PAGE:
Porcine reproductive and respiratory syndrome virus. Jenny G. Cho, Scott A. Dee. 2006; Theriogenology 66 (2006) 655–662. doi:10.1016/j.theriogenology.2006.04.024
What are they studying?
This review article explains how PRRS virus can be transmitted within and between herds, and proposes intervention strategies to prevent its spread.
How is it done?
As an enveloped virus, PRRSV’s ability to survive outside the host is influenced by temperature, pH and exposure to detergents. It can survive in water for up to 11 days and in swine lagoon effluent for up to 7 days.
Direct routes of PRRSV transmission between pig populations include infected pigs and contaminated semen. In the semen of experimentally infected boars, virus has been detected up to 43 days after infection and viral RNA up to 92 days. Infected piglets that enter the nursery continue to propagate the virus throughout the population by infecting older pigs.
Indirect means of PRRSV transmission between pigs include contamination of clothing and needles.
Proper protocols (showering, changing clothes and boots, downtimes, needle management, and double bagging) have reduced the spread of the virus.
Transport vehicles are another risk factor; infection inside them can be reduced more effectively by a combination of drying and disinfection, but differences in the efficacy of disinfectants have been observed.
Transportation of PRRSV by insects throughout an agricultural area has been reported up to 2.4 km away following contact with an infected pig population. Aerosol transmission may depend upon the virulence of the viral isolate, promoting interest in air filtration as a biosecurity method for reducing the risk of PRRSV aerosol transmission between farms. The role of other animals like birds and mammalians has also been proposed, but none were capable of being mechanical or biological vectors.
An important consideration is to ensure that replacement gilts are properly developed before their introduction to the herd. This involves exposing incoming naïve animals to the farm-specific PRRSV isolate before they join a positive breeding herd in order to reduce seronegative subpopulations. Means of exposure include vaccination as well as serum inoculation, contact with infected animals with clinical symptoms, and feedback of serum or tissues of infected animals from the herd.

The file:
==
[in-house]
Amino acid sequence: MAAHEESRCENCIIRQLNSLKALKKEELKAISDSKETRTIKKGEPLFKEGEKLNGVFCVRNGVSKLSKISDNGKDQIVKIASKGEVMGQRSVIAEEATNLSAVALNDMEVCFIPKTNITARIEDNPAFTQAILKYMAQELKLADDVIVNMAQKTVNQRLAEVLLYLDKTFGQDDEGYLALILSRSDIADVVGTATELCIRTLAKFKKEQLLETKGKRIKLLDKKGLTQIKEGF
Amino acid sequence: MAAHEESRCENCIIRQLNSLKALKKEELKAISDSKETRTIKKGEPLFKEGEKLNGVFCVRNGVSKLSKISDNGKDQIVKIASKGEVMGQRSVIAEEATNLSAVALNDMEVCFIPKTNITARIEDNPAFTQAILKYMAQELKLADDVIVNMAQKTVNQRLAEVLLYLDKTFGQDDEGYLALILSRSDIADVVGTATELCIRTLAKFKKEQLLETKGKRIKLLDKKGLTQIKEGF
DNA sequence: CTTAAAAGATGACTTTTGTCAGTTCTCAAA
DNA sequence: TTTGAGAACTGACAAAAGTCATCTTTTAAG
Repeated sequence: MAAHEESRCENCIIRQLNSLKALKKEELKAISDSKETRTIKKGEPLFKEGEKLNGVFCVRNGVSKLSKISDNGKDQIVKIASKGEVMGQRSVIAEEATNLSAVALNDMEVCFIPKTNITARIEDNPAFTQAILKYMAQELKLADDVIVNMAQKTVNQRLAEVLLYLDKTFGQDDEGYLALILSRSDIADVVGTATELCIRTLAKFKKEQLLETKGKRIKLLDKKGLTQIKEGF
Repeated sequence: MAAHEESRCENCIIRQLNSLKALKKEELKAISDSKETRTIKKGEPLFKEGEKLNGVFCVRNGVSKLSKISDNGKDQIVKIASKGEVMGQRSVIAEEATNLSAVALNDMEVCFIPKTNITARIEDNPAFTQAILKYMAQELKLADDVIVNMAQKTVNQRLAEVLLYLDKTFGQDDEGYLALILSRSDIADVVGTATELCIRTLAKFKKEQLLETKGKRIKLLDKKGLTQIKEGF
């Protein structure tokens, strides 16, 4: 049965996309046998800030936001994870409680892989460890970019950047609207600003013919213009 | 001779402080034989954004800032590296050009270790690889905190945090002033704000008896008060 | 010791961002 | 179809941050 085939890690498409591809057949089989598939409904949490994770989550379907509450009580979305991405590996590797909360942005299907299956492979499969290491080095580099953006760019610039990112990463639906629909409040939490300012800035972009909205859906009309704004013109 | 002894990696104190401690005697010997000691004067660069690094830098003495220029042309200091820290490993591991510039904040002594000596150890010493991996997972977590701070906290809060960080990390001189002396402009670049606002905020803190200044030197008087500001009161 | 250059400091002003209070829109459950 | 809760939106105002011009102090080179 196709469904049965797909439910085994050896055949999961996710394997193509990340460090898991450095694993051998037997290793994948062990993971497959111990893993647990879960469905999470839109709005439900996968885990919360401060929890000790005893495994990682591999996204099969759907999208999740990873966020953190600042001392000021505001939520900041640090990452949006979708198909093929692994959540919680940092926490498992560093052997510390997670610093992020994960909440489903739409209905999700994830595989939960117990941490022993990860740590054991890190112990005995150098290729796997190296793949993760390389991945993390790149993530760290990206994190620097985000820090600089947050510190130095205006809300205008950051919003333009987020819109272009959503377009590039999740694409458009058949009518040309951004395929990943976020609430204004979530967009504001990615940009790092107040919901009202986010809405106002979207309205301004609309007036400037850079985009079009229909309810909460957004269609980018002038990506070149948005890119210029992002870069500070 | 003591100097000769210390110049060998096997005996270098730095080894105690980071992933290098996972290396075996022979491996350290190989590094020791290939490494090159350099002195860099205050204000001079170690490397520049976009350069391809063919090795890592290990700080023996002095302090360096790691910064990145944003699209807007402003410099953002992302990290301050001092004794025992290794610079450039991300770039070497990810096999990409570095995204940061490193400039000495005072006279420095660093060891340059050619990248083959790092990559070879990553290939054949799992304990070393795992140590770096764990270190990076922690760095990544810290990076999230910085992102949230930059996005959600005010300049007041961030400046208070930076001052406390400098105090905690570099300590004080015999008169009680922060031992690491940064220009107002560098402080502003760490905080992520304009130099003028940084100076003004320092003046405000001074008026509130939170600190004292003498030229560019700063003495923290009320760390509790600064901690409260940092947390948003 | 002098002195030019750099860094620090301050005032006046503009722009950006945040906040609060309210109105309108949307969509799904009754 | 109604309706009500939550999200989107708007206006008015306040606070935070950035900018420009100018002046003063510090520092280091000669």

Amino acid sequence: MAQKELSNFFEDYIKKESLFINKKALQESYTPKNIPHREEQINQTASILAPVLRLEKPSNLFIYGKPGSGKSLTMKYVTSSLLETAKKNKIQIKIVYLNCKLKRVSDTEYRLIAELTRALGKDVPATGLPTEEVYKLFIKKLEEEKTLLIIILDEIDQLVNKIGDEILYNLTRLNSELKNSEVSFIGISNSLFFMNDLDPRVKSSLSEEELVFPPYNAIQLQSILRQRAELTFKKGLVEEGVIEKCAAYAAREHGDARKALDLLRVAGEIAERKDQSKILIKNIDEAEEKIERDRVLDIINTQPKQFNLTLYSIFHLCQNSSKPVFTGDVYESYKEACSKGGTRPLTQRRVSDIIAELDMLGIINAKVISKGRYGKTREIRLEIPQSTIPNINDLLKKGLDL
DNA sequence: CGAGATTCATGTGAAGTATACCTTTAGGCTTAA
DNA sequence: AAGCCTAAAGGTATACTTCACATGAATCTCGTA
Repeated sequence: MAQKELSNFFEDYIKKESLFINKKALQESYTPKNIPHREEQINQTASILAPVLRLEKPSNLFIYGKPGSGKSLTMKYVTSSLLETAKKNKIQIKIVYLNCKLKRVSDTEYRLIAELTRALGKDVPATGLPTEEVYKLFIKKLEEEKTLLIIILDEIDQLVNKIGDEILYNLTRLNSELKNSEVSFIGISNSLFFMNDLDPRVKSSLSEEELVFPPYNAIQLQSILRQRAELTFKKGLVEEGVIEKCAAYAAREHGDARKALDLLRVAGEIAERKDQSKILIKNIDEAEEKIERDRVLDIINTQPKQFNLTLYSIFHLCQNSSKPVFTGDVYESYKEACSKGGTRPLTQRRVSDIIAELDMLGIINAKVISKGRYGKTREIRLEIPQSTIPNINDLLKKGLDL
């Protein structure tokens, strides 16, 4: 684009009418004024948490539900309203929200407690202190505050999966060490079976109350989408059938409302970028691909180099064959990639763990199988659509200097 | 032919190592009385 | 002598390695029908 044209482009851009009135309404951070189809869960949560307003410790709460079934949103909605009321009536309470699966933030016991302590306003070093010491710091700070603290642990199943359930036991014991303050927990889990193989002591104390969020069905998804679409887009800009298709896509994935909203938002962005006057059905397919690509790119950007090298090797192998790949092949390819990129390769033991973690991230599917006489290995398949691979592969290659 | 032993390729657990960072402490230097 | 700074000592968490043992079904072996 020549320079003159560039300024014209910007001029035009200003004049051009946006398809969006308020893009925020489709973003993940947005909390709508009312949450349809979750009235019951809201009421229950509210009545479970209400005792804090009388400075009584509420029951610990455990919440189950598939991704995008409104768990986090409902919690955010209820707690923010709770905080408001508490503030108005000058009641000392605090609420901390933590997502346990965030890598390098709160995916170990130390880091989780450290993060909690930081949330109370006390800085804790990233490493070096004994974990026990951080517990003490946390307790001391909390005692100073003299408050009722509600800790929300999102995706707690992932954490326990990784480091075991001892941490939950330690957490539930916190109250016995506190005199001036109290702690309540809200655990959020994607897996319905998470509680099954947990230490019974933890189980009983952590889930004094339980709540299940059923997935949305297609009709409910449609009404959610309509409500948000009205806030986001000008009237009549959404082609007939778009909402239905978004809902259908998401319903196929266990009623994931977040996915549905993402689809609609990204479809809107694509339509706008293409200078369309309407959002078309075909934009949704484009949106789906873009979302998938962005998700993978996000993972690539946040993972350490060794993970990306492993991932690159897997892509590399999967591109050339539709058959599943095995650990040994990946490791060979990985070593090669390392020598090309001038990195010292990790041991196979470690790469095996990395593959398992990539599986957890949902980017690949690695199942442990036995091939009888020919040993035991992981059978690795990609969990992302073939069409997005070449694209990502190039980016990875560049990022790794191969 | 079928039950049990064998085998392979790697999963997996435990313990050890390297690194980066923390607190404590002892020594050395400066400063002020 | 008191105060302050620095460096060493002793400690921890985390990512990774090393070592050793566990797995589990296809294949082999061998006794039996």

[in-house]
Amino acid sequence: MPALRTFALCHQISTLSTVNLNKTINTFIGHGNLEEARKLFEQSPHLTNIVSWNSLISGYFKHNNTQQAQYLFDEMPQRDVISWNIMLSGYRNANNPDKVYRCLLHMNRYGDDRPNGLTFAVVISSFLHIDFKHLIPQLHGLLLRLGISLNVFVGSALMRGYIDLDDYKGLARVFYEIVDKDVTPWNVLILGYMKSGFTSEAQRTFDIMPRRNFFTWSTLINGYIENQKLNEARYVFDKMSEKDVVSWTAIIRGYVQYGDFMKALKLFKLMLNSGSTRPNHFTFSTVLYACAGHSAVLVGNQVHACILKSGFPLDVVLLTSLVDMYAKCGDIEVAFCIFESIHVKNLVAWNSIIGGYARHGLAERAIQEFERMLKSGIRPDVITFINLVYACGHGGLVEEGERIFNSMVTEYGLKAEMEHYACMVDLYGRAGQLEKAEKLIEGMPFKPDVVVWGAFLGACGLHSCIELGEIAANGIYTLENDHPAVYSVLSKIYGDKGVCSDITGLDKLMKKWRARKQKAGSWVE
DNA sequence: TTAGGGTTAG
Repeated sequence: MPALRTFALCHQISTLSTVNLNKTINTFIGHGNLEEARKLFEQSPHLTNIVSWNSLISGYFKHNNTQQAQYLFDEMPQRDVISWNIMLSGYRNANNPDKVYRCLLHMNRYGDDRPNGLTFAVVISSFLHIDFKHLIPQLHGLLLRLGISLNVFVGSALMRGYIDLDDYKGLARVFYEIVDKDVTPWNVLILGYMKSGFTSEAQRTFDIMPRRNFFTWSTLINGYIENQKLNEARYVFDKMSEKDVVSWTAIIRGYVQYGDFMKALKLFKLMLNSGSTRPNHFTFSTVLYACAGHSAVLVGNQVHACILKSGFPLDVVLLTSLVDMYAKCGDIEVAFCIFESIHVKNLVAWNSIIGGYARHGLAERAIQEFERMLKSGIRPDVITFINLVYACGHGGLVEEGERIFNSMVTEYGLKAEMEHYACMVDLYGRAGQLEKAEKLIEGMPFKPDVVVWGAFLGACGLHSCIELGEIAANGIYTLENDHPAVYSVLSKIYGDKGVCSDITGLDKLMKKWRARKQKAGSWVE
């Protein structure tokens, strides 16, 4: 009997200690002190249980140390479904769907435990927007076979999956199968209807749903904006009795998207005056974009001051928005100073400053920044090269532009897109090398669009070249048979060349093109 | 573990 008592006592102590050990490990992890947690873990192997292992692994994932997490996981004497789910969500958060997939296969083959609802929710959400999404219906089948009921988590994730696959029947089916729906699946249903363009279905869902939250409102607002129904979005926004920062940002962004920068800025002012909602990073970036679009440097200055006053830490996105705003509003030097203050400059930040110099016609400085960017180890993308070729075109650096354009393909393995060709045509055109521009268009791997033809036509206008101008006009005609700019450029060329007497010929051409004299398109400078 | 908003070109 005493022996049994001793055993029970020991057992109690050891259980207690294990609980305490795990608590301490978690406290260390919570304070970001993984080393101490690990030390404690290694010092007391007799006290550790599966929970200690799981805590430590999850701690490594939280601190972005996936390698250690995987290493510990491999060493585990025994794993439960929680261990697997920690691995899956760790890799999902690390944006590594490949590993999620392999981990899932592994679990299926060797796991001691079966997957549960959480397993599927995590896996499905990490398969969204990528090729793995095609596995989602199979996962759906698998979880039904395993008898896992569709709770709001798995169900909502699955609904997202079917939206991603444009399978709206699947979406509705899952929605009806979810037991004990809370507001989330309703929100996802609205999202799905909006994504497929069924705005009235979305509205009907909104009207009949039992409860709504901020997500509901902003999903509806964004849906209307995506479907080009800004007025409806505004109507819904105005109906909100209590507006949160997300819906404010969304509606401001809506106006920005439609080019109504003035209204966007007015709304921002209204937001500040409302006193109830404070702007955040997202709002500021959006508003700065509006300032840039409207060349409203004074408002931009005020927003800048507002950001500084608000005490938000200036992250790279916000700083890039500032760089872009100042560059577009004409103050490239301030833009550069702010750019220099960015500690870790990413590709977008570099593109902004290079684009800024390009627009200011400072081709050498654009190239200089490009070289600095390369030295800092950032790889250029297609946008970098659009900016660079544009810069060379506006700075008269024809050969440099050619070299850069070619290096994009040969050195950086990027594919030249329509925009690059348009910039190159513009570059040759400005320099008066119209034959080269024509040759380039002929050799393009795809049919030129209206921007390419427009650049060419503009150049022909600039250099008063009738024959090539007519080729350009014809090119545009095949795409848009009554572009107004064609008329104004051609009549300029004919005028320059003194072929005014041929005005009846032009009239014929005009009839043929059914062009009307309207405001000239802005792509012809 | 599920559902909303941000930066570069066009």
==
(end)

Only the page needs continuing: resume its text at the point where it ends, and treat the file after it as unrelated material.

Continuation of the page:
What implications does this paper have?
In order to control PRRSV, critical issues must be identified and addressed. Such factors include co-existence of genetically diverse isolates, the existence of naïve breeding herd subpopulations, and improper management of gilt replacement pools.
Several methods of eradication have been effective in eliminating PRRSV from positive herds, including whole herd depopulation/repopulation, test and removal and herd closure.
The view from te field, by Enric Marco
Given that PRRS virus infection can be considered common in areas of high pig density (as seen in a previous article), the idea that biosecurity can do little is widespread. However, given the virus wide genetic diversity, we come across farms that have been struck by more than one PRRS infection —caused by different viruses— over time. For this reason it is necessary, regardless of the herd health status, to implement proper biosecurity.
The literature review conducted by the article about our current knowledge of the virus transmission will allow us to establish the main characteristics of the biosecurity program in order for it to be effective against PRRS virus. The first step in the implementation of a disease control protocol is the correct delimitation of the farm area (clean area), contemplating specific entry and exit passageways for people, materials and animals. Additional measures will need to be applied in these entry and exit areas to reduce the risk of infection.
As well as external biosecurity (which protects us from the introduction of known or new strains of the virus), internal biosecurity measures must be implemented in positive farms. Internal biosecurity should contain virus spread within the herd, preventing transmission between different batches. To this end, hygienic use of needles and other material (specific for each batch) will be one of the key points.
Porcine Reproductive and Respiratory Syndrome (PRRS) is one of the major impact diseases in modern pig production, and for this reason different systems have been developed that have proved effective in eradicating the disease: "test and removal" or "herd closure". However, given the ease with which the virus is transmitted in high density areas, these plans should always be considered collectively in these areas, and should not be too ambitious.